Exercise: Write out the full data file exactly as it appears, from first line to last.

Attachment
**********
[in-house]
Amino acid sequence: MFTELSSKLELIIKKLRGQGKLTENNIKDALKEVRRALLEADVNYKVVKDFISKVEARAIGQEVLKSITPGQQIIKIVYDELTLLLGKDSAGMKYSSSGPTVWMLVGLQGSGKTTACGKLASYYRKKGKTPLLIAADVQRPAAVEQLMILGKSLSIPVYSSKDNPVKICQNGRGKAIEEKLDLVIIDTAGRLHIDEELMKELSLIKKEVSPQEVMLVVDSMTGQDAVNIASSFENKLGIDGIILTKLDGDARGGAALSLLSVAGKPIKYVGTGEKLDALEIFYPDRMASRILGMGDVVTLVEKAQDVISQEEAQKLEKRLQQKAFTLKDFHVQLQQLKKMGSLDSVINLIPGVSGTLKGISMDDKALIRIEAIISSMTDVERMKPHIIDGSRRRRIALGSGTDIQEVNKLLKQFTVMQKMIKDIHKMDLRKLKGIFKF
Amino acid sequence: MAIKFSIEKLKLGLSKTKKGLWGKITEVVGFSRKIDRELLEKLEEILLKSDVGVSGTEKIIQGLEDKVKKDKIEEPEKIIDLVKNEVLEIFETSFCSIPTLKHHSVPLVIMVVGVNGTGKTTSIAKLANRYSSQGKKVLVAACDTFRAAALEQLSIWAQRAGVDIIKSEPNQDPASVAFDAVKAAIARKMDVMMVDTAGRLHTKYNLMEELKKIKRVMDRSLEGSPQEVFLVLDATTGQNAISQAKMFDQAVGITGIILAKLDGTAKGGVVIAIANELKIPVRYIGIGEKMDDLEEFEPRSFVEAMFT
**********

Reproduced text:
[in-house]
Amino acid sequence: MFTELSSKLELIIKKLRGQGKLTENNIKDALKEVRRALLEADVNYKVVKDFISKVEARAIGQEVLKSITPGQQIIKIVYDELTLLLGKDSAGMKYSSSGPTVWMLVGLQGSGKTTACGKLASYYRKKGKTPLLIAADVQRPAAVEQLMILGKSLSIPVYSSKDNPVKICQNGRGKAIEEKLDLVIIDTAGRLHIDEELMKELSLIKKEVSPQEVMLVVDSMTGQDAVNIASSFENKLGIDGIILTKLDGDARGGAALSLLSVAGKPIKYVGTGEKLDALEIFYPDRMASRILGMGDVVTLVEKAQDVISQEEAQKLEKRLQQKAFTLKDFHVQLQQLKKMGSLDSVINLIPGVSGTLKGISMDDKALIRIEAIISSMTDVERMKPHIIDGSRRRRIALGSGTDIQEVNKLLKQFTVMQKMIKDIHKMDLRKLKGIFKF
Amino acid sequence: MAIKFSIEKLKLGLSKTKKGLWGKITEVVGFSRKIDRELLEKLEEILLKSDVGVSGTEKIIQGLEDKVKKDKIEEPEKIIDLVKNEVLEIFETSFCSIPTLKHHSVPLVIMVVGVNGTGKTTSIAKLANRYSSQGKKVLVAACDTFRAAALEQLSIWAQRAGVDIIKSEPNQDPASVAFDAVKAAIARKMDVMMVDTAGRLHTKYNLMEELKKIKRVMDRSLEGSPQEVFLVLDATTGQNAISQAKMFDQAVGITGIILAKLDGTAKGGVVIAIANELKIPVRYIGIGEKMDDLEEFEPRSFVEAMFT